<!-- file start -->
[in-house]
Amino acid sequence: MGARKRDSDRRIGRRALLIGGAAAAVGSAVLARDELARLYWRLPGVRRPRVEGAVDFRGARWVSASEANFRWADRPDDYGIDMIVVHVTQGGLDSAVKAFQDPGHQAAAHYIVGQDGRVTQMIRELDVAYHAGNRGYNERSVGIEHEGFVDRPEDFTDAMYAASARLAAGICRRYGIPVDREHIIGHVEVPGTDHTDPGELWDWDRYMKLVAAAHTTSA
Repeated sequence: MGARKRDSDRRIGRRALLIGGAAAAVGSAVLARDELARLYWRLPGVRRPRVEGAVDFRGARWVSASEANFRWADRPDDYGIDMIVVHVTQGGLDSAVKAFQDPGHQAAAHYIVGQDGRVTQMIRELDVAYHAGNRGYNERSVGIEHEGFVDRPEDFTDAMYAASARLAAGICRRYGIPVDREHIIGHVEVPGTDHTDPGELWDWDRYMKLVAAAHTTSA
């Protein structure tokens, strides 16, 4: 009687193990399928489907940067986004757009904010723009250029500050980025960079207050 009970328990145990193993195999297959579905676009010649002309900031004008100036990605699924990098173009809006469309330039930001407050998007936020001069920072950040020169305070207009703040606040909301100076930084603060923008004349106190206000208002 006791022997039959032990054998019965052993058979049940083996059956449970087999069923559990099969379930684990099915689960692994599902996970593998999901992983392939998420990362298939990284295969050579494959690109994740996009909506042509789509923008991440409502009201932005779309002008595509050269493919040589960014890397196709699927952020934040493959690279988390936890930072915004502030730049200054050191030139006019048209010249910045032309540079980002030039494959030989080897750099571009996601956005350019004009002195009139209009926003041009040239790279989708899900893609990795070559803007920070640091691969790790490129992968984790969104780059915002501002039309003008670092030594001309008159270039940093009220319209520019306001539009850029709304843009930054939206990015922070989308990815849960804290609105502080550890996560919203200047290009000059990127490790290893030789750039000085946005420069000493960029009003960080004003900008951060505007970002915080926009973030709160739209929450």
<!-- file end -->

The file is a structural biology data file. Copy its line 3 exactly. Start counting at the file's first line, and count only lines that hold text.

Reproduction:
Repeated sequence: MGARKRDSDRRIGRRALLIGGAAAAVGSAVLARDELARLYWRLPGVRRPRVEGAVDFRGARWVSASEANFRWADRPDDYGIDMIVVHVTQGGLDSAVKAFQDPGHQAAAHYIVGQDGRVTQMIRELDVAYHAGNRGYNERSVGIEHEGFVDRPEDFTDAMYAASARLAAGICRRYGIPVDREHIIGHVEVPGTDHTDPGELWDWDRYMKLVAAAHTTSA